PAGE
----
•Goats with visible ribcages roam the grounds of the health centre, searching for something to eat. The morning sun beats down on the sandy ground, drying it out even more.
•In Garissa, Unicef is supporting the County Government, health centres and communities to prepare for and respond to drought.
It is a brutally hot, dry, and dusty day in Garissa town, when Kaha Hassan brings her one-year-old son Sudeys to Medina Health Centre.
Two consecutive rains have failed in the region and only a few scrubby bushes and skinny animals have survived. Goats with visible ribcages roam the grounds of the health centre, searching for something to eat. The morning sun beats down on the sandy ground, drying it out even more.
Kaha Hassan waits on a bench with six other mothers and young children. When her turn comes, she presents Sudeys to a health worker, who measures his weight and height.
Sudeys is calm on the scales but when he has to lie down on the measuring board, he bursts into tears and clings on to his mother afterwards. The health worker writes down his measurements with satisfaction.
She informs Kaha that Sudeys is improving but still severely malnourished and gives her some ready-to-use therapeutic food (RUTF) to continue his treatment at home.
Kaha and her family were forced to leave their home in Modogashe, where they used to herd animals, due to the drought. “We lost eight of cattle to drought and four goats,” Kaha says in Somali. “We had no pasture, no milk and no water. We couldn’t pay rent anymore.”
Leaving their remaining animals with a relative, the family moved to Garissa town to live with Kaha’s mother in law. But then things got even worse.
“Sudeys became weak because I had no milk or food to give him,” Kaha recalls. “At first, I thought he was sick, but he did not recover. When the community health volunteer visited us, he was not moving. He measured my son’s arm and found he had severe acute malnutrition. He told me to take him to the health centre. As a mother, I was very worried because I didn’t have anything to give him.”
Garissa County is experiencing a prolonged drought, following the failure of two rainy seasons. As an arid and semi-arid land (ASAL) county, droughts in Garissa exacerbate already difficult conditions. Coming on top of the economic impact of the COVID-19 pandemic, the drought has pushed many families over the edge into poverty.
“In Garissa County, the drought has impacted us so much that we are in crisis,” County Nutrition Coordinator Shamat Yusuf says.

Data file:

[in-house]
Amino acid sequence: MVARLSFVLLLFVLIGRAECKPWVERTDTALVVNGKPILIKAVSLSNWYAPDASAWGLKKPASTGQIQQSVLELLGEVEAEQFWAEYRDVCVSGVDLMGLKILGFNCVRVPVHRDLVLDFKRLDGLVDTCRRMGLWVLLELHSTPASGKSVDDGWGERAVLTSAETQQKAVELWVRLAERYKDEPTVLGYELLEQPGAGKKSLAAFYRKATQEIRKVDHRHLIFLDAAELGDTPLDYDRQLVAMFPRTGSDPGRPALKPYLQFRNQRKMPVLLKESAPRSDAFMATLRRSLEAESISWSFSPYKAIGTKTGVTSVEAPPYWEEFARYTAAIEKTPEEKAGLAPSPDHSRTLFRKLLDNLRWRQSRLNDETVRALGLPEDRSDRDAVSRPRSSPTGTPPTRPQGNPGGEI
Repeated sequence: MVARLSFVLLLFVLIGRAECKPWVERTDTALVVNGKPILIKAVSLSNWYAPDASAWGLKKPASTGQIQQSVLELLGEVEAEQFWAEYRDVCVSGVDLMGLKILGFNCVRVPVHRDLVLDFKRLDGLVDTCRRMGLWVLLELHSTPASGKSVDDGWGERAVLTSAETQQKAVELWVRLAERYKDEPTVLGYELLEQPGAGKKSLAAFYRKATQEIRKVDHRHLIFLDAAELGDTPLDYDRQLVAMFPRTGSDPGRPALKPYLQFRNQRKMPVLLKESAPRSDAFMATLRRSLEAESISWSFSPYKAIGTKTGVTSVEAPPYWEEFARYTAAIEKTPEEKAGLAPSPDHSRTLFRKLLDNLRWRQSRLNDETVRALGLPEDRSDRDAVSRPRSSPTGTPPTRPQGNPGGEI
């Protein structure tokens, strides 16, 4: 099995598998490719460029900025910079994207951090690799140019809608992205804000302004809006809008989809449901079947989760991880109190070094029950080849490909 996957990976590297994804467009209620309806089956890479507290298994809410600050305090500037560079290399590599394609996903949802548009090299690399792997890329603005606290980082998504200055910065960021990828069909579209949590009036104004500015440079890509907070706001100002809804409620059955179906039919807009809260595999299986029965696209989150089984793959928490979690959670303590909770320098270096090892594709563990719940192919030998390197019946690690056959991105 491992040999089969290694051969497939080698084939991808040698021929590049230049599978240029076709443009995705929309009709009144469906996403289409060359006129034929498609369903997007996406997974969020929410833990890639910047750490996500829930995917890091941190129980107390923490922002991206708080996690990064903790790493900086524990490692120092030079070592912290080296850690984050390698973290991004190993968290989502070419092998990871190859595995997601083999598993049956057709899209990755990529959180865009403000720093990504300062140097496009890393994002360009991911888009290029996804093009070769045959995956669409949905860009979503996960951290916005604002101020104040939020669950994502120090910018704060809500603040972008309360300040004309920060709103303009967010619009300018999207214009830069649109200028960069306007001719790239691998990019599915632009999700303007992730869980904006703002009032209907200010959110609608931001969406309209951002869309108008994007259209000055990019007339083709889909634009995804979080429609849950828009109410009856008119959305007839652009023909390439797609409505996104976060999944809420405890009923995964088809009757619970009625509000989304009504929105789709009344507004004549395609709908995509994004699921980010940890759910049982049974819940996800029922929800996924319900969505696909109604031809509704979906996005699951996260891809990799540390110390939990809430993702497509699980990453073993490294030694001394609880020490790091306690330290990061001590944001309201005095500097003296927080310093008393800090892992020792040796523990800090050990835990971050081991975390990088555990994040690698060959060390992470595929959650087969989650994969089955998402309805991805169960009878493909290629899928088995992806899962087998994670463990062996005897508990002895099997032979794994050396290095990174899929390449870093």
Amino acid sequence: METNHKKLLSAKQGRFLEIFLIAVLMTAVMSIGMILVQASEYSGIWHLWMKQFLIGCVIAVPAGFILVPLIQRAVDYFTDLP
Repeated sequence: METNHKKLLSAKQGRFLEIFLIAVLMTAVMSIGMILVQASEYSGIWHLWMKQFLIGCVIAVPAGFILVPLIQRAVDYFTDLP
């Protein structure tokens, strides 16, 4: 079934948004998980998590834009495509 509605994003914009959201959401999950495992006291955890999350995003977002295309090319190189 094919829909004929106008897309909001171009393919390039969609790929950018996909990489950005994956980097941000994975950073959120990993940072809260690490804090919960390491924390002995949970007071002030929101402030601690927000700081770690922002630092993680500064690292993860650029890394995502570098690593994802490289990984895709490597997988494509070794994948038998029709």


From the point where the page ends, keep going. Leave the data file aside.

“The water pans have all dried up, so the drought is real. Many people are migrating from their previous villages to the town and so many children have been affected. For every 100 children, 17 are acutely malnourished. If it doesn’t rain soon, this is going to worsen.”
In Garissa, Unicef is supporting the County Government, health centres and communities to prepare for and respond to drought.
This includes support for health centres with nutrition supplies such as ready-to-use therapeutic food (RUTF), training on integrated management of malnutrition (IMAM), and support for communities with mid-upper arm circumference (MUAC) measurement.
“Young children are the most vulnerable to malnutrition,” UNICEF Nutrition Officer Nicholas Kirimi explains. “We have a tape we use to measure the mid-upper arm circumference of children under five. This helps us identify cases of children who are severely or moderately acutely malnourished, as well as children who are growing healthily.”
“IMAM acts as a surveillance tool for the health facility and community to know whenever there is an increase or decrease in malnutrition caseloads,” he continues. “Medina Health Centre is now at alarm level. When this happens, they open their malnutrition services daily.”
Back at home, Kaha sits on a mattress in the one-room house the family is sharing. Their few possessions are packed into a single suitcase and chest of drawers. Kaha opens a new packet of RUTF and feeds three quarters of it to Sudeys, while his older brother, two-year-old Khalid, looks on.
Thanks to the help from UNICEF and Medina Health Centre, Sudeys is well on his way to recovery. His behaviour has also begun to return to normal. “I feel happy when I go to the health centre because they are supporting us,” Kaha says. “Sudeys is doing much better now and is even trying to stand. When the drought ends, I hope to go back home and continue to raise my family.”